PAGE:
UK Chancellor Rishi Sunak and US Treasury Secretary Janet Yellen in London on Friday.
UK Chancellor Rishi Sunak and US Treasury Secretary Janet Yellen in London on Friday. HM Treasury

Rishi Sunak has the opposite problem. He was a relative unknown at the start of the pandemic, a junior Treasury minister with little experience of speaking to the public at large. 

At that time, Sajid Javid, then Chancellor, was given an ultimatum by Johnson and his then-chief of staff, Dominic Cummings, to sack his entire team of advisers and rely on a joint unit. When Javid refused, Sunak was brought in — just as his role would become crucial to helping the country through the COVID-19 pandemic. 

Sunak’s team has actively promoted ‘brand Rishi’ in the last 18 months— meaning he has relatively high cut-through among the wider public. The brand is the polar opposite to Johnson’s: one of quiet competence, perhaps a little boring and nerdy, but not without self-deprecating charm. 

Yet his role in the high-spending, high-taxing government has not gone unnoticed: Sunak’s popularity has sunk among Tory members in recent months. While some MPs still believe “he can come and save us,” says one backbencher, it’s hardly conclusive. 

“The Chancellor lost support on tax and cost-of-living issues,” says a ‘Red Wall’ MP, a traditional Labour party seat that fell to the Conservatives in Johnson’s 2019 victory.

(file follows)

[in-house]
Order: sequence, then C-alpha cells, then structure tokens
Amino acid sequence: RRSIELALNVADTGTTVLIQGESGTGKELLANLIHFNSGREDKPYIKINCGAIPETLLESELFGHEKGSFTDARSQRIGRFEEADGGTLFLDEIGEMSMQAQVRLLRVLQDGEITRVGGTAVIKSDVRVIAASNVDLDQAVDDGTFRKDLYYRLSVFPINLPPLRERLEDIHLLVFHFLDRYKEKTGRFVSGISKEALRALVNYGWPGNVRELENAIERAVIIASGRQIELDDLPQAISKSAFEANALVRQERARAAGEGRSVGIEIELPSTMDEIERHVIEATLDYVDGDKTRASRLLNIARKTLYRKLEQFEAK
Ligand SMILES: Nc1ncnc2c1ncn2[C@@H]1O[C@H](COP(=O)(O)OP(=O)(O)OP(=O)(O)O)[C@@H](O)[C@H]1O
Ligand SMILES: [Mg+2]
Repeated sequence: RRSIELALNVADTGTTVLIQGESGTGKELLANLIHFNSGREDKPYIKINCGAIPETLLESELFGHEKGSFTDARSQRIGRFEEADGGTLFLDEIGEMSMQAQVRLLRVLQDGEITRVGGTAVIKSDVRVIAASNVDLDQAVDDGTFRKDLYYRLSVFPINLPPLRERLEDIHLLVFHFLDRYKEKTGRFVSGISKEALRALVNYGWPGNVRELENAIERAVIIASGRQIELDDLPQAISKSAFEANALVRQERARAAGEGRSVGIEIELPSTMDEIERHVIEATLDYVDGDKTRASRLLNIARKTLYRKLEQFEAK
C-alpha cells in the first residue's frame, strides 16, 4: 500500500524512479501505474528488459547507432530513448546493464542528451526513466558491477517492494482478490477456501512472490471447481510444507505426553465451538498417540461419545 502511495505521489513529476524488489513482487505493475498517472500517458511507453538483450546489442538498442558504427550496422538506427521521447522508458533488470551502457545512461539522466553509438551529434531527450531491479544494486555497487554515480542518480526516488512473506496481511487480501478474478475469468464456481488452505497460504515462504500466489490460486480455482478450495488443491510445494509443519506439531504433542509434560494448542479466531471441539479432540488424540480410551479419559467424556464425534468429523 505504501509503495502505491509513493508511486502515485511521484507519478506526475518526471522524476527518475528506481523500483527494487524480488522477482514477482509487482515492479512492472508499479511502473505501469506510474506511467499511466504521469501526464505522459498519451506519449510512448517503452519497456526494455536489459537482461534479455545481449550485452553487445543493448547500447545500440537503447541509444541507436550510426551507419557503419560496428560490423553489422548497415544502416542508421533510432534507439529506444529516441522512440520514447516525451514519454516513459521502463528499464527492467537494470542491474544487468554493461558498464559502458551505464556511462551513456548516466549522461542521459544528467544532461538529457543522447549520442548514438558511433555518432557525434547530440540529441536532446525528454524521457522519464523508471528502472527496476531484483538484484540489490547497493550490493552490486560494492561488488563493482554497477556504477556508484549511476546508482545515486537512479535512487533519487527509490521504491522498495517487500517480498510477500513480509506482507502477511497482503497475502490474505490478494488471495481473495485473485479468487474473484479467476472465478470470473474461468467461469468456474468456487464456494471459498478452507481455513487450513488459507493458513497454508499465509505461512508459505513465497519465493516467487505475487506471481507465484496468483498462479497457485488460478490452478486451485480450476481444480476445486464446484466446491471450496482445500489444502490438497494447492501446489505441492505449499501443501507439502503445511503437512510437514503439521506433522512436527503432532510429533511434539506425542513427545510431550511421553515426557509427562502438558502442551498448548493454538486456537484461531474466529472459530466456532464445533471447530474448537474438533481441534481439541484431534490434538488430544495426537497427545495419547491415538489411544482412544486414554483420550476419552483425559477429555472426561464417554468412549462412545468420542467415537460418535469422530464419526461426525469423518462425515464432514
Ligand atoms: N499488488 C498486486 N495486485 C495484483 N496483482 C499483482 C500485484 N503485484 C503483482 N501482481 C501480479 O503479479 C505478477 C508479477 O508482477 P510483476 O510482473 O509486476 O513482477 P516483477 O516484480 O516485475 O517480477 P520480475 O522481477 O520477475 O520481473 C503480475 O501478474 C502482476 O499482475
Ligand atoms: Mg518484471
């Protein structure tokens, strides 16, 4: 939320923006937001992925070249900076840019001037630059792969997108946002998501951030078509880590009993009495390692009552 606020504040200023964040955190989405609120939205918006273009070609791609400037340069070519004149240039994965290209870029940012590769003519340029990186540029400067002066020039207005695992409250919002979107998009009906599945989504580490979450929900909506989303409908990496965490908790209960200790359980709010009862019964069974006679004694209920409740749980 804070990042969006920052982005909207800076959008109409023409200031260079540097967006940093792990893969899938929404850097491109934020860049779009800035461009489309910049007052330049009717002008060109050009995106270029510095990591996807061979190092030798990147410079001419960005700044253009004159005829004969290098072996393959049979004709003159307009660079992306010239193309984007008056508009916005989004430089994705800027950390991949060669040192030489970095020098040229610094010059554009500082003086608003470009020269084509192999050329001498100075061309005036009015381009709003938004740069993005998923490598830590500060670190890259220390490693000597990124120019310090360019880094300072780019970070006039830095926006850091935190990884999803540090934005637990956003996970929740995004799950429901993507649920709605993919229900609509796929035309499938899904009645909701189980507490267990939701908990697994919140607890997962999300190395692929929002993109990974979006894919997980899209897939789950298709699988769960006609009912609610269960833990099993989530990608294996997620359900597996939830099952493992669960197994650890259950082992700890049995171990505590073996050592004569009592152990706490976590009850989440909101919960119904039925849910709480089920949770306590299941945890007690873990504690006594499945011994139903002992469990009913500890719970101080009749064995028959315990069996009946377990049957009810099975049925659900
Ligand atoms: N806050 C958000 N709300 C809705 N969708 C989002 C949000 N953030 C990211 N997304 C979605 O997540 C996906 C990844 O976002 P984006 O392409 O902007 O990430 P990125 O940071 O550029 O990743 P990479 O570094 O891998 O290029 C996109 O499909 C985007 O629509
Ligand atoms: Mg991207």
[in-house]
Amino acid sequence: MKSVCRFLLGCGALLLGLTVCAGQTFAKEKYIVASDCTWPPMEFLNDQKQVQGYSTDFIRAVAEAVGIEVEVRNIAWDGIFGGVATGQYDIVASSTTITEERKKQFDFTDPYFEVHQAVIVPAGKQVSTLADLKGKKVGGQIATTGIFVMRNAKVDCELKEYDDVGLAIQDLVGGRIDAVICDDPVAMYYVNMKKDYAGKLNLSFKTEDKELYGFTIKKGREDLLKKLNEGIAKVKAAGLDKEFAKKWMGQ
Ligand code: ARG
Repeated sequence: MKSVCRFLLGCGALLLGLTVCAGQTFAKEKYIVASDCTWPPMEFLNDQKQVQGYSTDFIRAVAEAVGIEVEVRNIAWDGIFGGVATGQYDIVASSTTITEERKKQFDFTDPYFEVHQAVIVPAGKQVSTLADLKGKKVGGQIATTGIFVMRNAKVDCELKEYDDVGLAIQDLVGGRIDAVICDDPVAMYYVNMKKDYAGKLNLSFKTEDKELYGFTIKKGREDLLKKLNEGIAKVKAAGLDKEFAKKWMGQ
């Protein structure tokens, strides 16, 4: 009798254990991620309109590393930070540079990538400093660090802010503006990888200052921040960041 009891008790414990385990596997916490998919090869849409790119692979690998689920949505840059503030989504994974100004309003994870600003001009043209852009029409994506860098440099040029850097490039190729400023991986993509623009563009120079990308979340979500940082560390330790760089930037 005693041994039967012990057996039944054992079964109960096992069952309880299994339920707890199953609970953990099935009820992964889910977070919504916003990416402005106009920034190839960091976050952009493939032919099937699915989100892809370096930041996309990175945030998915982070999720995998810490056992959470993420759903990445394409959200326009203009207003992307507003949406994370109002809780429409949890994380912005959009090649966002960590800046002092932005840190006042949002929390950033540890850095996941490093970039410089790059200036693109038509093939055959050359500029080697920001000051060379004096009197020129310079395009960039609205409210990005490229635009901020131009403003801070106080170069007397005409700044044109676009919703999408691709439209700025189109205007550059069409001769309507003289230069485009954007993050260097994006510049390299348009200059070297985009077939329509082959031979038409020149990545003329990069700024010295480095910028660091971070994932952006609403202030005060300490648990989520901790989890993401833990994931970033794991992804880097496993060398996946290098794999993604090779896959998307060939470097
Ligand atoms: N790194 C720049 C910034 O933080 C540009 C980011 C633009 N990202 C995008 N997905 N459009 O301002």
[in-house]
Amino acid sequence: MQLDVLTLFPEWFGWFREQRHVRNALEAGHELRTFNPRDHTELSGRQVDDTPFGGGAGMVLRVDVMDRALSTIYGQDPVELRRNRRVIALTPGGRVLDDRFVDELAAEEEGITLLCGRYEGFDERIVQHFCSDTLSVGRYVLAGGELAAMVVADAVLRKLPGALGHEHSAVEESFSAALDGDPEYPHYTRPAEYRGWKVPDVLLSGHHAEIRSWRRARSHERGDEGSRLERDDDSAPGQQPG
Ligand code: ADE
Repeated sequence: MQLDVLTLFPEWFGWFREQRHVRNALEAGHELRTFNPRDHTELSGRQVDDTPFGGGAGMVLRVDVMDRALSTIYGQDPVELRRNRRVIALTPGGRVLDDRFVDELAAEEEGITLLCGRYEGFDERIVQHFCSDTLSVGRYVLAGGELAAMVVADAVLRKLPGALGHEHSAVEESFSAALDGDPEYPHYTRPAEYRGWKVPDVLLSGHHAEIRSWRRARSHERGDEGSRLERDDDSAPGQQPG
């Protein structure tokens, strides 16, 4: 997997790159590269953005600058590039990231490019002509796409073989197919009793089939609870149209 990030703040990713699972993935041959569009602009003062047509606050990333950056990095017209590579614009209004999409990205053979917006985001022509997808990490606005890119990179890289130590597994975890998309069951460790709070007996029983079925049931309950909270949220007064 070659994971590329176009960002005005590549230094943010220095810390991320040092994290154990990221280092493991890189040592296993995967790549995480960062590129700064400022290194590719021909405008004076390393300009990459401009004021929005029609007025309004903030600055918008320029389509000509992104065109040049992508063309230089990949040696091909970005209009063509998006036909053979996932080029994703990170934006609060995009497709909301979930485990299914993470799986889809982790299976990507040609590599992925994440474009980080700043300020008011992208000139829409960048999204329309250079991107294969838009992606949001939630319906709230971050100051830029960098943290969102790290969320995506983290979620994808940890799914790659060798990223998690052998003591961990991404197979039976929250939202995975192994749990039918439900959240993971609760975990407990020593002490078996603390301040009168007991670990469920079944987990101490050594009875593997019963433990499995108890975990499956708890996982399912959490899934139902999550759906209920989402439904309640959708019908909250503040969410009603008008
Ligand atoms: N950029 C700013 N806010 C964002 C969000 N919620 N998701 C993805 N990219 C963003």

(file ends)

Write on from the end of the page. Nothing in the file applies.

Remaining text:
A former minister gives a more damning verdict.

“Rishi comes with Dom Cummings baggage — Dom is working for Rishi, maybe not explicitly, but his whole motivation is to get Rishi into No 10 and that has to worry people,” the MP tells Insider. 

“We can’t have the country run by Dom Cummings any longer. He ran it for Boris. Now he is running it to get rid of Boris. Since 2016, Dominic Cummings has been behind all the decisions of this country.” 

Also runners — or dark horses?

Beyond these two figures, there is no consensus about who could take the reins. One MP favors Penny Mordaunt, a Brexiteer former minister, and Royal Navy reservist, who is said to have been on maneuvers almost as long as the others. 

Another fancies James Cleverly, a Foreign Office minister, and former Conservative party chairman, who “ran the machinery of the party and is incredibly well thought of”. 

Priti Patel, the Home Secretary, has some supporters but others argue she would struggle for having failed to address the crisis of small boats, filled with immigrants, crossing the Channel. 

Robert Buckland, the former Justice Secretary, is said to be canvassing support, while Tom Tugendhat, the chairman of the Foreign Affairs Committee, is talked about in the same terms as Stewart once was.

“I have even heard [backbenchers] Graham Brady and Julian Lewis saying they would be the dream ticket,” one MP scoffed. 

The names run on and on. Backbenchers argue that they do not need a chosen replacement to depose Johnson, which is technically correct. But the reality is that there is no viable alternative around which to coalesce without at least a couple of strong contenders. 

It has made more would-be leadership hopefuls start to mobilize.

“The possibility of a leadership challenge has made a number of the Cabinet decide they can’t be sheep,” says one member of the government. “Now they are growing wolves’ fangs.”